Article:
Factual and Procedural Overview

Coman had previously been a roommate of Diana Sells, who had a Rottweiler dog. Sells discovered Coman in her garage with the dog in a compromising position. Coman told Sells that he loved the dog and wanted to see it one more time. Sells called the police, who discovered personal lubricant in Coman's pocket. Coman admitted to the officers that he used the lubricant to penetrate the dog's vagina with his finger.

Ultimately, Coman pled guilty to one count of criminal sodomy as defined in K.S.A. 21–3505(a)(1), a class B misdemeanor. In the process of sentencing Coman, the district court found that Coman's acts supporting the conviction were sexually motivated and that, pursuant to K.S.A. 22–4902(c)(14), Coman was required to register under KORA.

Coman appealed to the Court of Appeals, stating in his notice of appeal that he was appealing “from the sentence imposed” and specifically describing the subject matter of the appeal as being “that part of the Sentence which requires this Defendant to register as a sex offender, pursuant to the Kansas Sex Offender Registration Act.” But in briefing the case, Coman raised two issues: (1) The KORA should not be construed to require him to register as a sexually violent offender; and (2) the crime of criminal sodomy described in K.S.A. 21–3505(a)(1) violates both the United States and the Kansas Constitutions.

The Court of Appeals declined to consider the merits of Coman's constitutional challenge to K.S.A. 21–3505(a)(1) because of multiple procedural bars. The panel pointed out that the notice of appeal stated that Coman was only appealing his sentence, not his conviction. Further, Coman pled guilty to the crime, which waives any defects or irregularities in the proceedings, including those of constitutional dimension. Finally, the panel opined that Coman's failure to move to withdraw his guilty plea precluded him from seeking relief from his conviction for the first time on appeal. Coman, 42 Kan.App.2d at 594, 214 P.3d 1198.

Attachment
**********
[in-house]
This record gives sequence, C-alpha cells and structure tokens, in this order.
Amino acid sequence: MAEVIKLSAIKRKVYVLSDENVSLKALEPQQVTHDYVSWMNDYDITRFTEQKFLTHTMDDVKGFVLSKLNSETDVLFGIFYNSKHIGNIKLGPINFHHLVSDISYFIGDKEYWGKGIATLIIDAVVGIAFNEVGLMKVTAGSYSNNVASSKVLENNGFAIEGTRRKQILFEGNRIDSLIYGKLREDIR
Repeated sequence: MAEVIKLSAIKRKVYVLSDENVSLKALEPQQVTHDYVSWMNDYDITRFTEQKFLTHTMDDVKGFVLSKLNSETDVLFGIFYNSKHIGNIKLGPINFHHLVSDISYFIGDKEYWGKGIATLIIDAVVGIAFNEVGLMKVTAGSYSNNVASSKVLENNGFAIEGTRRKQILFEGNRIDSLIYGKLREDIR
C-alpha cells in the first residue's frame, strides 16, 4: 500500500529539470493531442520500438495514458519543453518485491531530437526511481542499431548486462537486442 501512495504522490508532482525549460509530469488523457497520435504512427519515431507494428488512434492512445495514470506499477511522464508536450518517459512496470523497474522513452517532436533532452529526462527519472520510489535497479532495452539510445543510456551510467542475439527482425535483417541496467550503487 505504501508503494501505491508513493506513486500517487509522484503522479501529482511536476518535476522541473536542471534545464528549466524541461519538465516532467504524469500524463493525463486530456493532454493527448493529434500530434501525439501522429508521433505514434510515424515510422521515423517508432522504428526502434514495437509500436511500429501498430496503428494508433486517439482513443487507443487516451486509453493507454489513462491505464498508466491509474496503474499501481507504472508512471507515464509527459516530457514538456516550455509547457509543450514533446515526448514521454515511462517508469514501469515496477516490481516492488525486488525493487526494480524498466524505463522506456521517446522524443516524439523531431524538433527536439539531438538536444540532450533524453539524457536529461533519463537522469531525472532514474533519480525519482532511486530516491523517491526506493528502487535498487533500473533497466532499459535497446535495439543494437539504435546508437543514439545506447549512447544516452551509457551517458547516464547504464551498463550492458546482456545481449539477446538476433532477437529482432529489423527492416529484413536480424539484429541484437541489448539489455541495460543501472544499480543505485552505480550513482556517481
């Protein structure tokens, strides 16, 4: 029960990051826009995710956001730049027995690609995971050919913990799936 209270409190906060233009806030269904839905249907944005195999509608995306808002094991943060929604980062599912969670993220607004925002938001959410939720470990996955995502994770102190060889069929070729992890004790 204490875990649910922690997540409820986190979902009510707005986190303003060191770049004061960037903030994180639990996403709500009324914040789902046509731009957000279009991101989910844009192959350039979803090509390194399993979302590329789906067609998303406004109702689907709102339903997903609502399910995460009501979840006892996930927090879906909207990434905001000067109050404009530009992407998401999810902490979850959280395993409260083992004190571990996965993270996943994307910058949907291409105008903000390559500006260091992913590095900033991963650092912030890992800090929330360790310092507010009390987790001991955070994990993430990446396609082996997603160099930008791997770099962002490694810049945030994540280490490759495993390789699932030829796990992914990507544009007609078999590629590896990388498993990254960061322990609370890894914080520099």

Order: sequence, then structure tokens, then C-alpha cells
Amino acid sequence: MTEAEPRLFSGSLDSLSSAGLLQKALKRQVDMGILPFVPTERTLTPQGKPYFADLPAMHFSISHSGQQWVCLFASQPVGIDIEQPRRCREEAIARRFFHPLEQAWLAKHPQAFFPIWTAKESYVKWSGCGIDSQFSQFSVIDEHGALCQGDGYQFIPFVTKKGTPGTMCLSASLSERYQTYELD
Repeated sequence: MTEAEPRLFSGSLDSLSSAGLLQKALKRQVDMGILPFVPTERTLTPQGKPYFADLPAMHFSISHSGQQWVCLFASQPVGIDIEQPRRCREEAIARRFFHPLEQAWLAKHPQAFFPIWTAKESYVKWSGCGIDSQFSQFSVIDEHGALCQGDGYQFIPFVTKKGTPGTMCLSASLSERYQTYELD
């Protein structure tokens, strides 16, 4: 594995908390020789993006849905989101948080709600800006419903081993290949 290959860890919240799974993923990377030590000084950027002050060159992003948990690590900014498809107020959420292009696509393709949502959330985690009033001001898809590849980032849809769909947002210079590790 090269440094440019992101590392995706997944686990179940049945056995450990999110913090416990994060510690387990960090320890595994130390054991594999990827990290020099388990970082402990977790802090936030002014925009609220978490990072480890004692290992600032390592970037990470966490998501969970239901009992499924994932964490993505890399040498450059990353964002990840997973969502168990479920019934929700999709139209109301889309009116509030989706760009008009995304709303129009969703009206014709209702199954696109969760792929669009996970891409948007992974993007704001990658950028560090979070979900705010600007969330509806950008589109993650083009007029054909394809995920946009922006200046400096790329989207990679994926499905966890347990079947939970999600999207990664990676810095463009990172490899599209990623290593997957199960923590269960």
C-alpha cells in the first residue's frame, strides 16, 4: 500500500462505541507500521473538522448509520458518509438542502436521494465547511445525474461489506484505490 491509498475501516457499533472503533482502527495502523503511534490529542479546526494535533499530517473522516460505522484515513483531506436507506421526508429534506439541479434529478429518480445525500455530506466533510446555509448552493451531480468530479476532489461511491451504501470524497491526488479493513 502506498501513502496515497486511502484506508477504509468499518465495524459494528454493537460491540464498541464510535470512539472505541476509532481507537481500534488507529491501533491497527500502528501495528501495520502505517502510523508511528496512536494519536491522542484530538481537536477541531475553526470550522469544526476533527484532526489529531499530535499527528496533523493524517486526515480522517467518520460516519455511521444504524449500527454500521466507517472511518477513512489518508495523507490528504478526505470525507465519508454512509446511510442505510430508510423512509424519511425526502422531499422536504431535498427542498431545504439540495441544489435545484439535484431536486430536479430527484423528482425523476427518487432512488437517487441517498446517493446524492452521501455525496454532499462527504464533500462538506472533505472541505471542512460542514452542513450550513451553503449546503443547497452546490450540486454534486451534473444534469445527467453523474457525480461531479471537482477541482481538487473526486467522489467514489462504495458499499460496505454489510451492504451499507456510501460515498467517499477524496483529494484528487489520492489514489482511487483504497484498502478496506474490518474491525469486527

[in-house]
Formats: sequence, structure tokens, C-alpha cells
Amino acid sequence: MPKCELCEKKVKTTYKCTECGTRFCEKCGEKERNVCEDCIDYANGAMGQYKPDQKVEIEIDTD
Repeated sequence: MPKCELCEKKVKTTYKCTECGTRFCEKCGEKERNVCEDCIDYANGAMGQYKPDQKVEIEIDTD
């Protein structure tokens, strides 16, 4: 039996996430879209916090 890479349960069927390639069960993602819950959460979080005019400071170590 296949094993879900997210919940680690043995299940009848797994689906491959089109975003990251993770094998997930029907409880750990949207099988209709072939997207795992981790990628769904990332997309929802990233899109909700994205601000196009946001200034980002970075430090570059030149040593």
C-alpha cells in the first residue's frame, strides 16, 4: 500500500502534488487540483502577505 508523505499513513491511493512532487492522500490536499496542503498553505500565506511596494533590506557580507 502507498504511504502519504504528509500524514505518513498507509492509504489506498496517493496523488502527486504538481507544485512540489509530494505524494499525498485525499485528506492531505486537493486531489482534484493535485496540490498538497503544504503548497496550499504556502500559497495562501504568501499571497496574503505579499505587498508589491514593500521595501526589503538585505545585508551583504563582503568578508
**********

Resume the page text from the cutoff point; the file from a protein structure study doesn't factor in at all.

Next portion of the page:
With respect to the registration issue, a majority of the Court of Appeals panel found no ambiguity in K.S.A. 22–4902. Rather, it construed the catch-all provision of subsection (c)(14) to mean that any sexually motivated act may render a crime sexually violent, regardless of whether the committed crime has been specifically omitted from the list of per se sexually violent crimes in another subsection of the statute. The majority believed that omitting a crime from the per se list simply meant that no registration was required for the omitted crime without the additional showing of sexual motivation. Moreover, the majority opined that to hold otherwise and exclude unlisted sex crimes from the provisions of subsection (c)(14) would render that catch-all provision meaningless. 42 Kan.App.2d at 597–99, 214 P.3d 1198.

Even though the majority found no ambiguity in the registration statute, it discussed the rule of lenity. That rule provides that any reasonable doubt as to the meaning of a criminal statute is resolved in favor of the accused. But the majority declared that the rule of lenity may not be invoked where there is a reasonable and sensible judicial interpretation of the statutory provision that will effect legislative design. 42 Kan.App.2d at 597, 214 P.3d 1198.